God does not make mistakes. Check with any Christian or the Bible for this tidbit of information. Virtually every sermon by every minister will work this “fact” into the talk at some point.
But maybe God does make mistakes. Or maybe God simply has a memory problem when it comes to the Old Testament, and the likes of Abraham, Ishmael and Isaac.
Check Genesis 22:2 for this, and it will say virtually the same thing in every translation. Therefore, it must be right, the inerrant word of God, the absolute, undeniable truth. This was a preamble to Abraham about God testing him by sacrificing Isaac.
“Then God said (to Abraham), ‘Take your son, your only son, Isaac, whom you love, and go to the region of Moriah. Sacrifice him there as a burnt offering on one of the mountains I will tell you about.’”
We’ll cover the rest of the story in a future column, but let’s just check this for a minute. Note the words from this direct quote of God as to “Take your son, you only son, Isaac. . .” Thus, while you could argue that perhaps Abraham had daughters before Isaac (hi didn’t) this was the only son at the time, the first born son of Abraham.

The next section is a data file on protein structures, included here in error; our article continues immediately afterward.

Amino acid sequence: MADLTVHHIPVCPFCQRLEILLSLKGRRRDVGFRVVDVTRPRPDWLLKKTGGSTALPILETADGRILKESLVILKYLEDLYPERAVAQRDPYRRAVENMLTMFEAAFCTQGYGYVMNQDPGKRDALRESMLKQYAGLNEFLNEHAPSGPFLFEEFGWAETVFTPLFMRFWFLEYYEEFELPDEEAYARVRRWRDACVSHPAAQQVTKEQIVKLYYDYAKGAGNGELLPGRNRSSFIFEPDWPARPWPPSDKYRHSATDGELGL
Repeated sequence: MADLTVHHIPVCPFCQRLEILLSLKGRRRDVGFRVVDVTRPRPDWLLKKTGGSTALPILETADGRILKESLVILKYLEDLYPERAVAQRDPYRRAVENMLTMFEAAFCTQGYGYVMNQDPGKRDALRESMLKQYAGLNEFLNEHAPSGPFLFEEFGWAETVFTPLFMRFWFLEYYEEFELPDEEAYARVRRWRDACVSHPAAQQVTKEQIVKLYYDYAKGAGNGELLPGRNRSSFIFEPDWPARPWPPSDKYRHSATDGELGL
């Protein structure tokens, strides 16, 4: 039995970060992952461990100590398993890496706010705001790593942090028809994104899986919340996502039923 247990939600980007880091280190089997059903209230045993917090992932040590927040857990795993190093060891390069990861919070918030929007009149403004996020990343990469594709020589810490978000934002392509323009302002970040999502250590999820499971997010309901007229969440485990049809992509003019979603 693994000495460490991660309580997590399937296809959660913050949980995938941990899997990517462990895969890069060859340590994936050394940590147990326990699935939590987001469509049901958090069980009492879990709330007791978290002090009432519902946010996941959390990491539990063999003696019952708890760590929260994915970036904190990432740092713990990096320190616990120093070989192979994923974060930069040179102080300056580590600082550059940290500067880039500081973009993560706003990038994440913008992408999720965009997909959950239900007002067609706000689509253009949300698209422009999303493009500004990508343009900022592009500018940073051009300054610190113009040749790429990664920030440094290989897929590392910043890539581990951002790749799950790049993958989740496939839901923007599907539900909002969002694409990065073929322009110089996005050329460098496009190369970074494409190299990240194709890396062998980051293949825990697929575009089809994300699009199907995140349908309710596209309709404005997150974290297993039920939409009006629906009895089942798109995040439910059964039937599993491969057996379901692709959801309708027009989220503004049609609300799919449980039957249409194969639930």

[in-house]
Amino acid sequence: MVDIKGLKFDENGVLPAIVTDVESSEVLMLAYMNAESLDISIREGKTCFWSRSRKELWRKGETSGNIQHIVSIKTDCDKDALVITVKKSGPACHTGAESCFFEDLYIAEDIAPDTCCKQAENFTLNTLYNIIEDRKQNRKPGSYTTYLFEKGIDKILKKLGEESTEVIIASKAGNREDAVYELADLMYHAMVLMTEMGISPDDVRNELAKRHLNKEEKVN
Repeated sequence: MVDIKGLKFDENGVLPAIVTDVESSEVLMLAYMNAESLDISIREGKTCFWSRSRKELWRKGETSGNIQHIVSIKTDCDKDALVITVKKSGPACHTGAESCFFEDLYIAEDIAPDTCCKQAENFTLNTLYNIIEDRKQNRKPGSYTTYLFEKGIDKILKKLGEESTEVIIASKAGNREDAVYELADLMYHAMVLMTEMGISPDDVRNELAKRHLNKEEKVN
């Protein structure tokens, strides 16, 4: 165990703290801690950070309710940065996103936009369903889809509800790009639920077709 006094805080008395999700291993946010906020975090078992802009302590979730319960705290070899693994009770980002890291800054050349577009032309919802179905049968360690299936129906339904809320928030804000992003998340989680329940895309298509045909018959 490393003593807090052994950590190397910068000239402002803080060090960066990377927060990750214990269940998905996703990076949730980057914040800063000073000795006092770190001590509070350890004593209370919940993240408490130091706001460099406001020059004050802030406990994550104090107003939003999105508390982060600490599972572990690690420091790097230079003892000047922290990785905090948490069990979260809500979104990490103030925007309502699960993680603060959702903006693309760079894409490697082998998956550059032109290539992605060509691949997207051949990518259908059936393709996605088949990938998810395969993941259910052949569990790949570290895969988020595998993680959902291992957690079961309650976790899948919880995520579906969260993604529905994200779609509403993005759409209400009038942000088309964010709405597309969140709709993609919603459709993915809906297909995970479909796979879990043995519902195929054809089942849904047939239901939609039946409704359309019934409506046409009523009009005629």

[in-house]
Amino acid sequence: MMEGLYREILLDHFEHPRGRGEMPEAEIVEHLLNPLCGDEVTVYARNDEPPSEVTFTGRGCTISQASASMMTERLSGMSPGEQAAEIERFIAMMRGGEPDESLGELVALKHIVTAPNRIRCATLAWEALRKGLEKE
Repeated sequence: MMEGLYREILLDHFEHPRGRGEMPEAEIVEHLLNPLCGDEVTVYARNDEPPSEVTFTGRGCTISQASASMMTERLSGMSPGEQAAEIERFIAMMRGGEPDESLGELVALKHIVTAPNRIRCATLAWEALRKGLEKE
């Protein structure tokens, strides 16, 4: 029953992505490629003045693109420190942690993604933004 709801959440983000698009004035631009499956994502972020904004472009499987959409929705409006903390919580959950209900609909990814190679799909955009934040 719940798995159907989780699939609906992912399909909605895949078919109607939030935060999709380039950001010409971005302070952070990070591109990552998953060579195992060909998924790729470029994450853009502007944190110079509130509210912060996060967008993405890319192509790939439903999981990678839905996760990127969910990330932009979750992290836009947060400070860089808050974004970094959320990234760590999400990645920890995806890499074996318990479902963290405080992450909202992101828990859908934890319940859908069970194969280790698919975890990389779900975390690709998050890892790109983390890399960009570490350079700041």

But not so fast. God is either mistaken, had a severe memory problem or early Alzheimer’s in saying this. You only have to check back a few verses to find Genesis 16:3-4.
“So after Abram had been living in Canaan for ten years, Sarai his wife took her Egyptian maidservant Hagar and gave her to her husband to be his wife. He slept with Hagar and she conceived.”
The idea of two wives, a wife giving her husband a second wife and other morality and ethics problems will have to wait for a future column. But here, we decidedly have Isaac as the second son, and not the “only” son as mentioned in Genesis 22:2. Earlier, Abram made Hagar pregnant, with Hagar later giving birth to her and Abram’s son Ishmael, so named by God in Genesis 16:11. Ishmael was at the time his only son and also his first born son. Isaac was not Abraham’s “only” son.
Maybe this is a small point, but small points should not elude God. The devil is in the details. The Bible is supposed to be correct and accurate. With a direct quote from God messing up on this small point, should we trust anything else in the Bible? Should we believe more major statements, more strange fables, and more “facts” that are as fanciful as any child’s fairy tale? I don’t think so either.